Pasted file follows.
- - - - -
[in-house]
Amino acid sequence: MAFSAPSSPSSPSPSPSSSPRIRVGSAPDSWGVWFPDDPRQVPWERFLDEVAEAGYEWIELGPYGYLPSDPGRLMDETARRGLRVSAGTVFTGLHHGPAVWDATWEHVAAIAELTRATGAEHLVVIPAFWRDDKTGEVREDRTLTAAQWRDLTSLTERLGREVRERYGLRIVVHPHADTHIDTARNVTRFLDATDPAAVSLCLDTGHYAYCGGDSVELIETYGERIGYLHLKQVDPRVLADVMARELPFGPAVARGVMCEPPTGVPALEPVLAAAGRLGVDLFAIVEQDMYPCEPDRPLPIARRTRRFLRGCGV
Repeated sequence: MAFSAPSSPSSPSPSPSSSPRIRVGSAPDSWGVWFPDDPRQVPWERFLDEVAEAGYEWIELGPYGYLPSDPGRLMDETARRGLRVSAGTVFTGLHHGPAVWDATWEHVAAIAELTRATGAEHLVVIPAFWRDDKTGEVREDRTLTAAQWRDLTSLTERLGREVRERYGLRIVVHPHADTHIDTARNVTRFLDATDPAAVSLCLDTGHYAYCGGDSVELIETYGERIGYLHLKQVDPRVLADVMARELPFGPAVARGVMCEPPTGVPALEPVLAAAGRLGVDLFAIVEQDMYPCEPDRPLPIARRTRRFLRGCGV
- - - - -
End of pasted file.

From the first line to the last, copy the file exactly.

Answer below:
[in-house]
Amino acid sequence: MAFSAPSSPSSPSPSPSSSPRIRVGSAPDSWGVWFPDDPRQVPWERFLDEVAEAGYEWIELGPYGYLPSDPGRLMDETARRGLRVSAGTVFTGLHHGPAVWDATWEHVAAIAELTRATGAEHLVVIPAFWRDDKTGEVREDRTLTAAQWRDLTSLTERLGREVRERYGLRIVVHPHADTHIDTARNVTRFLDATDPAAVSLCLDTGHYAYCGGDSVELIETYGERIGYLHLKQVDPRVLADVMARELPFGPAVARGVMCEPPTGVPALEPVLAAAGRLGVDLFAIVEQDMYPCEPDRPLPIARRTRRFLRGCGV
Repeated sequence: MAFSAPSSPSSPSPSPSSSPRIRVGSAPDSWGVWFPDDPRQVPWERFLDEVAEAGYEWIELGPYGYLPSDPGRLMDETARRGLRVSAGTVFTGLHHGPAVWDATWEHVAAIAELTRATGAEHLVVIPAFWRDDKTGEVREDRTLTAAQWRDLTSLTERLGREVRERYGLRIVVHPHADTHIDTARNVTRFLDATDPAAVSLCLDTGHYAYCGGDSVELIETYGERIGYLHLKQVDPRVLADVMARELPFGPAVARGVMCEPPTGVPALEPVLAAAGRLGVDLFAIVEQDMYPCEPDRPLPIARRTRRFLRGCGV